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3-052 (Text)

Item metadata
Speaker:
addressee,male author,male,La Trobe, Charles Joseph,52
ns1:discourse_type
Letter
Word Count :
381
Plaint Text :
ns1:register
Government English
ns1:texttype
Imperial Correspondence
ns1:localityName
http://dbpedia.org/resource/Victoria
Created:
1853
Identifier
3-052
Source
Clark, 1975
pages
16-17
Document metadata
Extent:
2261
Identifier
3-052-plain.txt
Title
3-052#Text
Type
Text

3-052-plain.txt — 2 KB

File contents



General good order may be said to have prevailed up to a recent date, notwithstanding the hold which the agents of political agitation have recently acquired, under the peculiar circumstances of the times, over a large number of the miners, apparently, in all quarters; and, until latterly, the gold districts were equally distinguished, as heretofore, by a general conformity to the law and absence of crime.  One marked act of violence occurred during the month of July, which naturally has attracted general attention. This was the attack and robbery, on the 20th of the month, at a point about ten miles south-west from the camp at McIvor, of a private escort, composed of six men, conveying 2,323 ounces of gold, and 700£ in cash, towards Melbourne. The attacking party, consisting, it is believed, of eleven men, lay in ambush, and evidently attempted, by a general discharge of fire-arms, to kill or disable the whole guard. Their object was so far successful, that, although none Were killed, several were severely wounded, and the whole of the property carried off. Immediate steps were taken both by the police at McIvor and Bendigo, and by the authorities generally, to trace and secure the perpetrators of this daring act of violence, which had evidently been planned by practised hands, and I am glad to be able to report that the prompt measures taken, and the amount and character of the recompense held out, have resulted in the apprehension of the greater number of the persons supposed to be implicated; some of them having been secured on shipboard, on the point of sailing for England. A considerable amount of the plunder has been recovered, and as one of the number has turned approver, it is believed that there will be but little difficulty in bringing the crime home to them. When all the circumstances of the Colony, the real character of no inconsiderable portion of the population which has flocked to it since the gold discoveries, and the facilities which the broken, forested country, over which the long lines of road to be traversed by the gold escorts, offer to the perpetration of sudden acts of violence, are all taken into account, it would appear extraordinary that this outrage forms, so far, an isolated instance.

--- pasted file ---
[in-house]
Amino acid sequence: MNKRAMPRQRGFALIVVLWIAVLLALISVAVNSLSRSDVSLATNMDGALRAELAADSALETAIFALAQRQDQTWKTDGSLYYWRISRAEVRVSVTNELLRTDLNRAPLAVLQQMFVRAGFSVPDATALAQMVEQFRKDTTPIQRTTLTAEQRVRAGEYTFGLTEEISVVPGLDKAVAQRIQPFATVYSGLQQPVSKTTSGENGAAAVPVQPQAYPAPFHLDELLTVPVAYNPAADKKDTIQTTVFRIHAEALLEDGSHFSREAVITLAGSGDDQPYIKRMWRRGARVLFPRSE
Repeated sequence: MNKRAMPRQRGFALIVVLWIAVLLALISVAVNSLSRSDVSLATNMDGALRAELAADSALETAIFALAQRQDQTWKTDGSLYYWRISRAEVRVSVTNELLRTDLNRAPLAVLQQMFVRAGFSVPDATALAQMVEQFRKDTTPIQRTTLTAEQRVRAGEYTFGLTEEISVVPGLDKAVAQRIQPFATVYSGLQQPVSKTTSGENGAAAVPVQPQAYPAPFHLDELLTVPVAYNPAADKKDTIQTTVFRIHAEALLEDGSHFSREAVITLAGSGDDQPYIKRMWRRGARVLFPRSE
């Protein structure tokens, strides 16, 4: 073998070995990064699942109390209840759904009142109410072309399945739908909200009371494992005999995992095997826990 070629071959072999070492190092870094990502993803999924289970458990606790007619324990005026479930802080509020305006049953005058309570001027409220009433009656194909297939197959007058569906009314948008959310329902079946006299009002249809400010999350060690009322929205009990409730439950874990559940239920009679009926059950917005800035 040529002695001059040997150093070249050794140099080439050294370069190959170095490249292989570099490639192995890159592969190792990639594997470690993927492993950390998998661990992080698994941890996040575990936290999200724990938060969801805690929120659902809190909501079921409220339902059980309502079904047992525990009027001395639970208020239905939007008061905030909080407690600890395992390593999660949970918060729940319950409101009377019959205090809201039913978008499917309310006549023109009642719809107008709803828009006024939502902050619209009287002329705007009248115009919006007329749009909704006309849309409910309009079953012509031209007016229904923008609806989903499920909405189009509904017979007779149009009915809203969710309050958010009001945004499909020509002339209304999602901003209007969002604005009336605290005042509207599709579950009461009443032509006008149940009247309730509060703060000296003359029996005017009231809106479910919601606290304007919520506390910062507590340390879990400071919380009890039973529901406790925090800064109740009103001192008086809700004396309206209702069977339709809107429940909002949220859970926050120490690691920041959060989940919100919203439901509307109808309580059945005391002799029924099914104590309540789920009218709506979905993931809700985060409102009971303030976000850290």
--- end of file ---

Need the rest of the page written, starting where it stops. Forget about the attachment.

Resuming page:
http://ns.ausnc.org.au/corpora/cooee/source/3-052#Text